Tunisia now needs Europe's support. Appeals have already been made to the Tunisian diaspora in Europe and elsewhere, and statements of solidarity from Europe are received with great joy and pride. At the same time, however, the demonstrators on Avenue Bourguiba were also disappointed by the comparatively late official declarations from European governments and the EU, which they have not found explicit enough.
The French Foreign Minister Michele Alliot-Marie in particular has been criticized for offering the Ben Ali regime police assistance only one day before its downfall. President Obama, in contrast, made a relatively fast and clear statement: the Tunisian people must be able to freely elect their government. The Tunisian public responded with great relief to the announcement that all foreign accounts held by Ben Ali and his family would be frozen. Yet statements of solidarity alone are not enough.
The EU has offered to help with preparations for free and democratic elections and is likely to send election observers. It is also preparing a broad package of suggestions for the new Tunisian government, including the not terribly original option of intensifying bilateral trading and political relations. According to the ENP Commissioner Stefan Füle, however, the EU intends to wait until the situation has stabilized.
Yet what Tunisian society needs now is instant help on two levels: firstly, clear signals of political support for the democratic forces and not for the former RCD elite; and secondly, financial and concrete aid for those who already lived below the existence minimum before the regime change or are now facing oblivion as a result of it.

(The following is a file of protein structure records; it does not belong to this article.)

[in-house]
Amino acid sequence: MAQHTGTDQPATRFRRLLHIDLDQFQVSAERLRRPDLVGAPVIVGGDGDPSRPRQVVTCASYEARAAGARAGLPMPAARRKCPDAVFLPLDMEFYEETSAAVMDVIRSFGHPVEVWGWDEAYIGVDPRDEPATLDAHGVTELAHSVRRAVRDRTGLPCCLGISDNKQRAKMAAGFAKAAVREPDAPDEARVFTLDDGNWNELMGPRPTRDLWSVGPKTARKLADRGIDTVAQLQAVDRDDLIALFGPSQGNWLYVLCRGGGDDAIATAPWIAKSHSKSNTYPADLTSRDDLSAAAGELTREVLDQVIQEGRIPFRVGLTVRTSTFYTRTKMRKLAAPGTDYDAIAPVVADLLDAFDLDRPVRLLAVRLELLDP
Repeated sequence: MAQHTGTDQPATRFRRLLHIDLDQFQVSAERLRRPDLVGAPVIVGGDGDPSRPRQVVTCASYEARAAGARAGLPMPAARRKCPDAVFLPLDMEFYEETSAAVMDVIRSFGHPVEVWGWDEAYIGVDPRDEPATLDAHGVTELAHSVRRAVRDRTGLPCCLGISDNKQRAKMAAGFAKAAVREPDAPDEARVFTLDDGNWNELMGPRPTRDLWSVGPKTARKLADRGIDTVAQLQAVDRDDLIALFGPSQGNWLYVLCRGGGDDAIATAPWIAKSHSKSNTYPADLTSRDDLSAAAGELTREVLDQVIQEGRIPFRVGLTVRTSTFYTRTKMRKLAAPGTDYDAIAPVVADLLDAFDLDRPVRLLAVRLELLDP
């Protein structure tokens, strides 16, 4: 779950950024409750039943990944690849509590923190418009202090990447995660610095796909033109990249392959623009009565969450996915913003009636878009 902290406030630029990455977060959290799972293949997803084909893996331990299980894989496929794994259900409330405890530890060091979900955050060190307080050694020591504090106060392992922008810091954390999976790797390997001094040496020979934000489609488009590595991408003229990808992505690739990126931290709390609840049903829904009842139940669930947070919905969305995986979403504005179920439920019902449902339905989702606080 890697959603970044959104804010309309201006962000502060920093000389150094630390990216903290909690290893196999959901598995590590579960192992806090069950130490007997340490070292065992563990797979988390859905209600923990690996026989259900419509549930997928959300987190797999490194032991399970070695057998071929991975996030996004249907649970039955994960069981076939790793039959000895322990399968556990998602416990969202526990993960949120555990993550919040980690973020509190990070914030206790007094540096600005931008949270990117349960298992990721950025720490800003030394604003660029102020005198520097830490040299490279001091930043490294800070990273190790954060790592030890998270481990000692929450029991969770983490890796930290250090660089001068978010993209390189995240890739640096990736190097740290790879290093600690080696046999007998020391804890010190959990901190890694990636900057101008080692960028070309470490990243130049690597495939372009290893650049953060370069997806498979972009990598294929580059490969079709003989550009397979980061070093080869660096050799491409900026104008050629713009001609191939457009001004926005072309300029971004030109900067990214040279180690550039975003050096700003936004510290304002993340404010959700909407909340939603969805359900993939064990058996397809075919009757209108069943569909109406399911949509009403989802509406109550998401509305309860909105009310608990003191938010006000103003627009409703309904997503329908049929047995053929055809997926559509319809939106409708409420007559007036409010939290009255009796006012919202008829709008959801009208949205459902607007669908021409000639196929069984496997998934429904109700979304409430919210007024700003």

The EU could also call on the interim government to keep its promises to release all political prisoners and to allow comprehensive freedom of opinion, information and the press, free and democratic elections under international observation, and a full investigation into the crimes of the Ben Ali regime.
Exemplary change of political system
The "Jasmine Revolution" has the support of large parts of the population. The younger generation in particular is largely enthusiastic about the sudden removal of Ben Ali and proud of their comparatively peaceful revolution and its exemplary role for other countries in the region.
The movement's central demands were more jobs, better living conditions and more freedom and democracy. Yet if the economy is on its knees, these goals will be hard to reach. And the old guard of the RCD is now using this argument to slow the dynamics of the protest movement.
Tunisia has the potential to develop into a democratic system. The country boasts not only a middle class, economic growth and high educational levels, but above all a committed young generation and active intellectuals, who can now express themselves in public at last. In this way, the changes in Tunisia can serve as an example to other countries in the region inasmuch as the population has successfully stood up to an authoritarian regime without help from outside.
The EU was not conspicuously critical of the "Ben Ali system" in recent years. Now it has a chance to support political change in a constructive manner.
© Qantara.de 2011
Dr Isabel Schäfer is Senior Researcher in International Relations und Mediterranean Studies at the Humboldt University in Berlin.
Translated from the German by Katy Derbyshire
Editor: Aingeal Flanagan/Qantara.de